Aha! Another example of the wonderful differences between listeners in their response to new music.

I was keen to read Martin's review, having listened to the album a couple of times after reading Jazzwise's 4* review - awarded Editor's Choice, and lauded as "having classic written all over". The rest of the jazz establishment are also falling over themselves praising Oded Tzur and his quartet for "A beautiful musical concept perfectly realised" (London Jazz News). Martin is clearly not so easily impressed!

I have to say I also began as a sceptic with Tzur, and my first forays listening to this and previous albums left me largely unmoved. His music is "high chamber jazz" and meditative in the extreme. He is a storyteller, not a headline grabber; his music is tender poetry, not slogans. A whole album played "As If Every Note Was A Choice Of Life" is bound to be hard going!

His tone on tenor is also an acquired taste. Tzur has followed a very deliberate path to developing a smooth, sliding and (very) distinctive tone, apparently influenced by the Indian bansuri (flute).

Forewarned by this knowledge, listening to this stuff in the car is not the best strategy! As Martin acknowledged and found, this is bound to lead to frustration. Recent listening in the peace and quiet of home (one benefit of these Covid times) revealed a lot more to the music (to my ear at least!) - lyrical intensity and subtlety.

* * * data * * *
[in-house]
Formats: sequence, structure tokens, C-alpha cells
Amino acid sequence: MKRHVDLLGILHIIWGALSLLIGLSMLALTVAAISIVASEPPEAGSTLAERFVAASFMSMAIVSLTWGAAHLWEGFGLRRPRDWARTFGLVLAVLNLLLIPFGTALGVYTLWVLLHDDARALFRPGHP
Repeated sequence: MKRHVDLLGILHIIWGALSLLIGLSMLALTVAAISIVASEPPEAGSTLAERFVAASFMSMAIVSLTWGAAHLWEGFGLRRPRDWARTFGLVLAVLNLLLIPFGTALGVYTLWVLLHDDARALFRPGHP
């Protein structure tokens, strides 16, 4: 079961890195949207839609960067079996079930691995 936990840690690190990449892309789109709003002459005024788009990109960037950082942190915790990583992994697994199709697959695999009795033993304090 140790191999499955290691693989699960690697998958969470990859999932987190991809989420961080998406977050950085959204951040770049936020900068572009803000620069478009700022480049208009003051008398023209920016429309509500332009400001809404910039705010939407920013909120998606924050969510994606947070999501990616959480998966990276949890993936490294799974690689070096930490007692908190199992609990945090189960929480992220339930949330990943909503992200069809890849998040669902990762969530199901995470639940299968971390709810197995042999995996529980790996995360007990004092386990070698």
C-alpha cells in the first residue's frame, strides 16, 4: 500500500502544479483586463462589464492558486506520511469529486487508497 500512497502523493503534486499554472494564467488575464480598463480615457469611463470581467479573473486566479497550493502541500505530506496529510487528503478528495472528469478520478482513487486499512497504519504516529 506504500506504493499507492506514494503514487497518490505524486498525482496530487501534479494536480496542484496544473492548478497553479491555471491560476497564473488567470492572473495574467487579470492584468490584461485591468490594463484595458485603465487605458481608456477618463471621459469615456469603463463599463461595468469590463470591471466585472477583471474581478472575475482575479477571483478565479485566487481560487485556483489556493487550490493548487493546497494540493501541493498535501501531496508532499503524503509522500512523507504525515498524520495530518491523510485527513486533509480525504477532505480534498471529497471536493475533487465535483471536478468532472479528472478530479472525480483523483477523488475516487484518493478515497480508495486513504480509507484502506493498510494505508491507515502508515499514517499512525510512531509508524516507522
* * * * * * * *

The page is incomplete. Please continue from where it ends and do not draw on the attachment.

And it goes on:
Not just from Tzur (love or hate his tone) - this is a top notch band too. I'm a fan of Hershkowits (though not so much as my son, who spent months transcribing one of his rhythmically baffling solos - https://www.youtube.com/watch?v=NcRRAZ9rMq8). I find Hershkovits' playing here a very engaging part of the album - not "plinky plonky" at all!

Anyway, each to his own as they say. While I'm not convinced this is a classic album yet, there is remarkable beauty here. I'll listen again, when in the right frame of mind with time to relax, and I'd certainly go to see them play (whenever that might start up again.....).

Chris K